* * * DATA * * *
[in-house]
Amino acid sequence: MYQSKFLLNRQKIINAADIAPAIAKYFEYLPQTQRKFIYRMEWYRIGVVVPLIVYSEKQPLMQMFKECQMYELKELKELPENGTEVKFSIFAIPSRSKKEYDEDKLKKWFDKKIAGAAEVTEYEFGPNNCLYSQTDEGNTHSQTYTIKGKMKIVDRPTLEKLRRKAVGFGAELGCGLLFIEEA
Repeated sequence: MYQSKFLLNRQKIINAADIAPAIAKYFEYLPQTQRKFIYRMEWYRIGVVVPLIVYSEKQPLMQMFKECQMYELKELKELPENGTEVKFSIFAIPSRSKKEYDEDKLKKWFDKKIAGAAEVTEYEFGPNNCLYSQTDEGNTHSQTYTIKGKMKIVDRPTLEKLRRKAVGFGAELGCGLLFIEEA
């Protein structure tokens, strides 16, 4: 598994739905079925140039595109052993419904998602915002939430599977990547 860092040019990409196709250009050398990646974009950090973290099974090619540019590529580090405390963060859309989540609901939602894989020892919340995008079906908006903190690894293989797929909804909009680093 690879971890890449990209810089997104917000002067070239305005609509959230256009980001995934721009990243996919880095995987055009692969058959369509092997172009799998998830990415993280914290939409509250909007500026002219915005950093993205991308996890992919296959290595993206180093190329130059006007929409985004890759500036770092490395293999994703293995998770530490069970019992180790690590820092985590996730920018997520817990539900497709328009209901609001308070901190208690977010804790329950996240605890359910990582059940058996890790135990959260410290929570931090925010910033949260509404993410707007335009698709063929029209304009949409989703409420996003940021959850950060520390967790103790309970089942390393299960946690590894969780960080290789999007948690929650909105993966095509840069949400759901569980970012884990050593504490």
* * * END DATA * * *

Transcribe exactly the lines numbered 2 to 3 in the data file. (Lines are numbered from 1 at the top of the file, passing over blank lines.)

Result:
Amino acid sequence: MYQSKFLLNRQKIINAADIAPAIAKYFEYLPQTQRKFIYRMEWYRIGVVVPLIVYSEKQPLMQMFKECQMYELKELKELPENGTEVKFSIFAIPSRSKKEYDEDKLKKWFDKKIAGAAEVTEYEFGPNNCLYSQTDEGNTHSQTYTIKGKMKIVDRPTLEKLRRKAVGFGAELGCGLLFIEEA
Repeated sequence: MYQSKFLLNRQKIINAADIAPAIAKYFEYLPQTQRKFIYRMEWYRIGVVVPLIVYSEKQPLMQMFKECQMYELKELKELPENGTEVKFSIFAIPSRSKKEYDEDKLKKWFDKKIAGAAEVTEYEFGPNNCLYSQTDEGNTHSQTYTIKGKMKIVDRPTLEKLRRKAVGFGAELGCGLLFIEEA